January 21, 2019

Boulder City bypass gets green light after asbestos testing shows no threat


Nevada Department of Transportation

This artist’s rendering shows what the redesigned interchange of Boulder City Bypass and U.S. 93 would look like at Railroad Pass. Railroad Pass Casino is at left. If U.S. 93 is designated an interstate between Las Vegas and Phoenix, the bypass route would become part of the interstate, officials say.

Click to enlarge photo

This Nevada Department of Transportation graphic shows the route of the proposed Boulder City Bypass.

After a frustrating seven-month delay to allow for hundreds of tests of asbestos-tainted soil, construction of a bypass highway around Boulder City is back on track.

Officials with the Nevada Department of Transportation and the Regional Transportation Commission of Southern Nevada gave the green light after concluding workers could safely cut the highway through the hills around Boulder City because the asbestos, discovered by UNLV geologists in 2011, did not reach harmful levels. Construction is slated to begin in the spring, officials said today.

Asbestos, in strong enough concentrations, can trigger respiratory problems including scarred lungs and, in extreme cases, cancer.

To play it safe, construction zones will be heavily watered to prevent asbestos from becoming airborne and exposing workers. Additionally, there will be continued soil testing and real-time air sampling and, if exposure levels become unacceptable, contactors can halt work and launch additional mitigation, NDOT Project Manager Tony Lorenzi said.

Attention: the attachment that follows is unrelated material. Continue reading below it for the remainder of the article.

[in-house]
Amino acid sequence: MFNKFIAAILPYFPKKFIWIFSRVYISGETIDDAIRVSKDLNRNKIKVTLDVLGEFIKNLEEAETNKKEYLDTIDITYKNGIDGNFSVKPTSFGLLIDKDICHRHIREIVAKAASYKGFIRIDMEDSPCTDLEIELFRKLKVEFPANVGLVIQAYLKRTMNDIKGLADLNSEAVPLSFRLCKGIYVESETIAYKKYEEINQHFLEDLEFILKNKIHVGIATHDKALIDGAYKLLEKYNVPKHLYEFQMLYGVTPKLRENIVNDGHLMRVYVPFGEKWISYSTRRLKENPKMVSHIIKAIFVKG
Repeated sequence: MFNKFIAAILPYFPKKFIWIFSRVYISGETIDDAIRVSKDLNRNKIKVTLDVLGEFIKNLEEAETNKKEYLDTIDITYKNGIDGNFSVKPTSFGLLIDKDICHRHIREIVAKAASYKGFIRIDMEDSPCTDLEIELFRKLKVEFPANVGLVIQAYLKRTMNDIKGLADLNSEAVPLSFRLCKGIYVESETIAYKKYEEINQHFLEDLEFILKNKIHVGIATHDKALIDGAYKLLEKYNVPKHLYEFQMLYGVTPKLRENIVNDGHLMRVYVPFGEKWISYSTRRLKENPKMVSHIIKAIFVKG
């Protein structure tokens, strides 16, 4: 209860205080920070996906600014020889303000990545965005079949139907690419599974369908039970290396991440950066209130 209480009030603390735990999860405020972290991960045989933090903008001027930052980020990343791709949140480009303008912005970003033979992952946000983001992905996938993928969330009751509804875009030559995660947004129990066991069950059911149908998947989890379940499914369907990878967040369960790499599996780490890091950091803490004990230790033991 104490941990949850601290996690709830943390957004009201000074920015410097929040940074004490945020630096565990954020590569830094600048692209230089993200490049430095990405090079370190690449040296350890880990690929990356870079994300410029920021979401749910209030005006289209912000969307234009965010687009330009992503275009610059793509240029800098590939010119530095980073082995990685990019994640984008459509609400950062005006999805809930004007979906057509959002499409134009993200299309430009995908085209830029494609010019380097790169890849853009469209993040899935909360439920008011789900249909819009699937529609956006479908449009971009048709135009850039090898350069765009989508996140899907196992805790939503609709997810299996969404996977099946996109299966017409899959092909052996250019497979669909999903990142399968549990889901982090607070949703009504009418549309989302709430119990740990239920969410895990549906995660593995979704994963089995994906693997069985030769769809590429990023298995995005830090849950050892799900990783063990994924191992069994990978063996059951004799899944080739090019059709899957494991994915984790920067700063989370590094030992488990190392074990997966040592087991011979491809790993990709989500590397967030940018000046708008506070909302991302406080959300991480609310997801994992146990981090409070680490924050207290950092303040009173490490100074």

The news “is a relief to everyone,” said Boulder City Mayor Roger Tober. “While initially the asbestos discovery caused alarm, this is just good news. For the levels that are there, there will be some mitigation, but it’s going to be taken care of.”

The $490 million highway project, more than 10 years in the making, would wend around Boulder City so traffic can move smoothly between Las Vegas and Arizona. Until the bypass is built, tourists, truckers and commuters must use U.S. 93, which slices into town where traffic slows miserably on busy days.

The bypass is envisioned as the first link in Interstate 11, a proposed interstate highway connecting Phoenix and Las Vegas.

Testing conducted over the summer confirmed the presence of asbestos but concluded it was not at a threatening level.

The project will be conducted in two phases by NDOT and the RTC. Each agency conducted its own tests to meet their respective regulations.

“Phase 1 is what we are calling clean,” Project Manager Tony Lorenzi said.

The first phase, a 2.5-mile connector starting at U.S. 95 and heading easterly toward the Colorado River, is NDOT”s responsibility. Tests of 150 soil samples showed no asbestos concentrations higher than 0.25 percent, deeming them safe. The second phase — RTC’s 12.5-mile stretch that finishes the bypass to the east — involved testing of 461 samples for concentrations less than 1 percent. Fourteen samples tested above 1 percent.

These concentrations are standard for construction sites where there’s naturally occurring asbestos.

“The most important thing is the comfort of the public,” Lorenzi said. “We want them to know that construction will be done safely, in compliance with every agency. We’re doing it right.”

The asbestos findings will be discussed at an open house from 4:30 to 6:30 p.m. Thursday at Elaine K. Smith Center Building, 700 Wyoming St., Boulder City. Representatives from Boulder City, the Boulder City Chamber of Commerce, NDOT and the RTC will be there to discuss the project.


Boulder City bypass gets green light after asbestos testing shows no threat

Asbestos removed as Broad Street Parkway construction continues

NASHUA — So far, about 17,000 cubic yards of asbestos has been mitigated and disposed of during construction on the Broad Street Parkway.